Dry hopping does matter. Better to dry hop during fermentation in my opinion to get benefit from the enzymes in the hops BEFORE bottling, NOT AFTER. Look up "hop creep" if you haven't heard about it already, tons of info out there on it.

3) My bottles are not "gushers". I can pop the tab, and let it sit without any foaming.
This is called luck. Eventually you'll get burned by overcarbonation. One of these days a batch is going to gush all over on you.

4) I mashed this beer at about 154-156--I'd have to look specifically but it was definitely in the appropriate range. I typically mash for 1.5 hours.

5) I do not do a "hard boil". I do a "good" boil, but not a hard boil.

7) I typically do squeeze the bag towards the very very end to get the last several cups out. I don't spend a long time doing it, just about 30 seconds to get all the large running's out.

8) I typically slightly overpitch every batch I do. About 1.5 packets of dry yeast is what I typically do.

9) Beer always tastes great on bottling day for sampling.
None of these things matter for what you are experiencing.

Tone down the carbonation / priming sugar. Maybe calculate down to 2.2 volumes for a while and see how you like that. I like it better around there. Sometimes even lower.

Also, looking at your water profile...... that's a fairly high amount of sulfate. Use less gypsum and the beer will turn out not so dry.

But I think this is likely a carbonation thing. Or a combo of the two. Water adjustments alone will not fix this.
 
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fendersrule

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Sounds good! I'll work on that. Too much carbonation does indeed hide the malt, it seems like. I may drop that down a little lower for this style. I'm pretty sure I used 2.4 Co2. May even try 2.2 or 2.3 next time.

I'll also drop the sulfate down a hair for this style. Maybe 100ish may be a good next target since it's a very well-rounded pale ale. It's actually a beer that has a slight identify crisis, but that's why it's so good. :)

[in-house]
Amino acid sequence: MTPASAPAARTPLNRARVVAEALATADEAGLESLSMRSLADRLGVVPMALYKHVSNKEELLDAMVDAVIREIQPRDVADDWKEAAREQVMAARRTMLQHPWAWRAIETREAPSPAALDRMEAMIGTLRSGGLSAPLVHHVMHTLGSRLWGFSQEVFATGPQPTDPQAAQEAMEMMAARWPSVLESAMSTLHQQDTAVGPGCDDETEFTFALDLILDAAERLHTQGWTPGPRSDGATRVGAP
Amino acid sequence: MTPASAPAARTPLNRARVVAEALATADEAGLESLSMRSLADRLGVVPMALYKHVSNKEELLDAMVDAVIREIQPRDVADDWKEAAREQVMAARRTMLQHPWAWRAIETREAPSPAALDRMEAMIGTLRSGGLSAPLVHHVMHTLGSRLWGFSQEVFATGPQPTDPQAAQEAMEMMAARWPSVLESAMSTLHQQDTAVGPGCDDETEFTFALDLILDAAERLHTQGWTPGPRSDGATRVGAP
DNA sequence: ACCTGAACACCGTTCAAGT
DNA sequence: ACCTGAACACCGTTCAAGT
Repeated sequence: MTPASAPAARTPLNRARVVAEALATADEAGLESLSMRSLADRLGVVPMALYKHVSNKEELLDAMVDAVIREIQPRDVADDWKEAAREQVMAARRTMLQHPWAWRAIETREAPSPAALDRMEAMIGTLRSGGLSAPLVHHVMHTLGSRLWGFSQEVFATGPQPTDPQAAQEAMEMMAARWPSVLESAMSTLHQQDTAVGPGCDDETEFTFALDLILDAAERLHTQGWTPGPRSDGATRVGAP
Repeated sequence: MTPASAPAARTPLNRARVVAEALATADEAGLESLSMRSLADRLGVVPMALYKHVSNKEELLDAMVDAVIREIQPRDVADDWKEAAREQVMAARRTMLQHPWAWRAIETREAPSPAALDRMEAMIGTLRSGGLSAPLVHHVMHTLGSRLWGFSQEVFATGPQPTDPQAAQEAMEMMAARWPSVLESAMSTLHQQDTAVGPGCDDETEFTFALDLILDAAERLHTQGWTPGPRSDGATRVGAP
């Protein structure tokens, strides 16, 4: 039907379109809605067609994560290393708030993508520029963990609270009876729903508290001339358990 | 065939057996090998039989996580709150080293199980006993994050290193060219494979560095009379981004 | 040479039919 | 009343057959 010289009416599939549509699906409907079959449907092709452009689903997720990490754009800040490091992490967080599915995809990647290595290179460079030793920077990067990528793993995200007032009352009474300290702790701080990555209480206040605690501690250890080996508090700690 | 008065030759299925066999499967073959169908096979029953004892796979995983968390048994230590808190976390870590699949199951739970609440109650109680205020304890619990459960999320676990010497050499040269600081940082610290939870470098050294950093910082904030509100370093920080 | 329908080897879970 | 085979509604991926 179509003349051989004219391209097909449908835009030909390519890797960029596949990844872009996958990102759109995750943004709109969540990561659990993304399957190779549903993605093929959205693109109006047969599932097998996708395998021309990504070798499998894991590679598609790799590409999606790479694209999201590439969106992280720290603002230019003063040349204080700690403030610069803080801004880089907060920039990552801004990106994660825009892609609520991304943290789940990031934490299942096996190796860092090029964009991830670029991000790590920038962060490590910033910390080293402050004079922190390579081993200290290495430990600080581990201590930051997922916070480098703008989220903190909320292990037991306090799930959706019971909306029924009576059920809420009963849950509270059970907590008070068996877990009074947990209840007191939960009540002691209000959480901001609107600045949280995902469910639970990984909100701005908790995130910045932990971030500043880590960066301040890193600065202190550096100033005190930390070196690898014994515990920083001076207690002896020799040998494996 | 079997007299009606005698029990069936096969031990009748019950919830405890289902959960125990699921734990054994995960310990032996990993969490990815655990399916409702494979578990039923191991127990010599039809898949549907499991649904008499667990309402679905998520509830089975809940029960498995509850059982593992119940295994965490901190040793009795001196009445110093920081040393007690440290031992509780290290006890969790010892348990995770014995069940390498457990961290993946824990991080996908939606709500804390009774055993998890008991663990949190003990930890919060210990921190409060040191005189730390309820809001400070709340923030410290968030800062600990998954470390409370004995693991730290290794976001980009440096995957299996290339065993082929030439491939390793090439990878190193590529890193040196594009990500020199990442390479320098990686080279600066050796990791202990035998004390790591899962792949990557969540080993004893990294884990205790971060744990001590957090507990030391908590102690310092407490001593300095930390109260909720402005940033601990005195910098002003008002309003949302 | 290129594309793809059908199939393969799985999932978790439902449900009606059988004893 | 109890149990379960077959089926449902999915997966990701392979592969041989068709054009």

bobeer

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when I bottle I do 2.1 or 2.2 for hoppy beers. Stouts and darker beers I like a tad less. I'd make 1 adjustment first then see how it affects the outcome so you know exactly what it the issue was.
 

Vale71

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Excessive carbonation will coat your tongue with CO2 bubbles and mute taste. CO2 will also enter your nose via the "back entrance" and play havoc with your sense of smell as well. Like others have suggested try dialing down your carbonation until the results are optimal for your palate.
 
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fendersrule

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Thanks everyone. I'll work on reducing the Co2 content. Many calculators and guides show most ales being in the 2.4-2.6 range. I'm also finding that for most styles, that's a bit too much. I'll drop mine down a tad!
 

ncbrewer

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If I however, "dump" the beer (sloppy pour) into the glass until I fill up the glass (have to wait on beer to foam down, so it takes some time) the malt flavor is all of a sudden there, and the beer tastes better.
How long does it sit waiting for the foam to go down? I've found that my fridge is too cold to get the best beer flavor - I leave a bottle out for 20 minutes to warm up a little. Maybe you're doing the same by waiting.

Another thought - when you use the priming calculators, do you input the volume or in the bottling bucket? I've never found it shown in the calculators, but from the explanations I've read, you should use the volume in the bottling bucket (this would normally be an estimate). If you use fermenter volume, you're getting higher carb level than desired.
 
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fendersrule

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Yea, I actually checked my fridge temp and it was 33F. That may have something to do with it too, so bumped it up.

I calculate based on what goes into the bottling buck, which is typically 4.5 gallons from a 5 gallon carboy. Good question!
 
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fendersrule

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I learned something very interesting today that may provide another clue to the puzzle.

I marked some of the bottles "Trub"--the ones which I bottled at the end of the bottle bucket that had more sediment.

I've opened about 4-5 of these bottles tonight, and all were gushers. I opened 3-4 of the non "Trub" labeled ones and they were not gushers.

Priming sugar (which I make into liquid/boil) not stirred in properly?
 

ncbrewer

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I learned something very interesting today that may provide another clue to the puzzle.

I marked some of the bottles "Trub"--the ones which I bottled at the end of the bottle bucket that had more sediment.

I've opened about 4-5 of these bottles tonight, and all were gushers. I opened 3-4 of the non "Trub" labeled ones and they were not gushers.

Priming sugar (which I make into liquid/boil) not stirred in properly?
It seems that it could be incomplete mixing. It might also be something in the sediment that acted as nucleation points.